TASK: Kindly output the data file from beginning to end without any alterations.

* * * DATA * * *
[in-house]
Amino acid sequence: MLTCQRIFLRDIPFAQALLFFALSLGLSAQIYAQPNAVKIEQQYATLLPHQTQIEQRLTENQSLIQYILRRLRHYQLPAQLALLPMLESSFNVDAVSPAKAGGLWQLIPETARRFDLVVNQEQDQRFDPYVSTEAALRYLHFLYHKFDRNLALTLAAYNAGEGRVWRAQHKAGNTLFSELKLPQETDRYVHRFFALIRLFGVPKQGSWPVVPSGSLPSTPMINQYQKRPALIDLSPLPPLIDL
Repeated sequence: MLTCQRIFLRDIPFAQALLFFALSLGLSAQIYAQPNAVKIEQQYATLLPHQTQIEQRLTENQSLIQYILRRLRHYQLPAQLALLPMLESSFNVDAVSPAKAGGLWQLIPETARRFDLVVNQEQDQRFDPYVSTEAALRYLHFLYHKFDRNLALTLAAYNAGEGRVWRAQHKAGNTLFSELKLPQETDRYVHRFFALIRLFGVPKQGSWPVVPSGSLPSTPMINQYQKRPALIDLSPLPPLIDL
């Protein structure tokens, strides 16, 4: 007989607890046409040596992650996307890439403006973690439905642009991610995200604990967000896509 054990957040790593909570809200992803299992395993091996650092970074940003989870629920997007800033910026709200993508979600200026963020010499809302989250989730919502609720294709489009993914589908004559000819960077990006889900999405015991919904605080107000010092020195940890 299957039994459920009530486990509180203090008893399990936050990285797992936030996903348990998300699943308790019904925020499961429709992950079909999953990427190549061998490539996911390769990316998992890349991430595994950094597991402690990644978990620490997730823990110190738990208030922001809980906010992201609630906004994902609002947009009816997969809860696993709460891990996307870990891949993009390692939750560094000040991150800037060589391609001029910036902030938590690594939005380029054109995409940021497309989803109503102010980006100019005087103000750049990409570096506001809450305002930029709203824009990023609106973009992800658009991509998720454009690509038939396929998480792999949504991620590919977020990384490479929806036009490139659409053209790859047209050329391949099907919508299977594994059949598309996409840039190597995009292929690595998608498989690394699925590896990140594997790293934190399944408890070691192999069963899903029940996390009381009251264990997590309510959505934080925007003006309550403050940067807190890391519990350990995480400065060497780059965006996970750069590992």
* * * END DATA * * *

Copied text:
[in-house]
Amino acid sequence: MLTCQRIFLRDIPFAQALLFFALSLGLSAQIYAQPNAVKIEQQYATLLPHQTQIEQRLTENQSLIQYILRRLRHYQLPAQLALLPMLESSFNVDAVSPAKAGGLWQLIPETARRFDLVVNQEQDQRFDPYVSTEAALRYLHFLYHKFDRNLALTLAAYNAGEGRVWRAQHKAGNTLFSELKLPQETDRYVHRFFALIRLFGVPKQGSWPVVPSGSLPSTPMINQYQKRPALIDLSPLPPLIDL
Repeated sequence: MLTCQRIFLRDIPFAQALLFFALSLGLSAQIYAQPNAVKIEQQYATLLPHQTQIEQRLTENQSLIQYILRRLRHYQLPAQLALLPMLESSFNVDAVSPAKAGGLWQLIPETARRFDLVVNQEQDQRFDPYVSTEAALRYLHFLYHKFDRNLALTLAAYNAGEGRVWRAQHKAGNTLFSELKLPQETDRYVHRFFALIRLFGVPKQGSWPVVPSGSLPSTPMINQYQKRPALIDLSPLPPLIDL
């Protein structure tokens, strides 16, 4: 007989607890046409040596992650996307890439403006973690439905642009991610995200604990967000896509 054990957040790593909570809200992803299992395993091996650092970074940003989870629920997007800033910026709200993508979600200026963020010499809302989250989730919502609720294709489009993914589908004559000819960077990006889900999405015991919904605080107000010092020195940890 299957039994459920009530486990509180203090008893399990936050990285797992936030996903348990998300699943308790019904925020499961429709992950079909999953990427190549061998490539996911390769990316998992890349991430595994950094597991402690990644978990620490997730823990110190738990208030922001809980906010992201609630906004994902609002947009009816997969809860696993709460891990996307870990891949993009390692939750560094000040991150800037060589391609001029910036902030938590690594939005380029054109995409940021497309989803109503102010980006100019005087103000750049990409570096506001809450305002930029709203824009990023609106973009992800658009991509998720454009690509038939396929998480792999949504991620590919977020990384490479929806036009490139659409053209790859047209050329391949099907919508299977594994059949598309996409840039190597995009292929690595998608498989690394699925590896990140594997790293934190399944408890070691192999069963899903029940996390009381009251264990997590309510959505934080925007003006309550403050940067807190890391519990350990995480400065060497780059965006996970750069590992």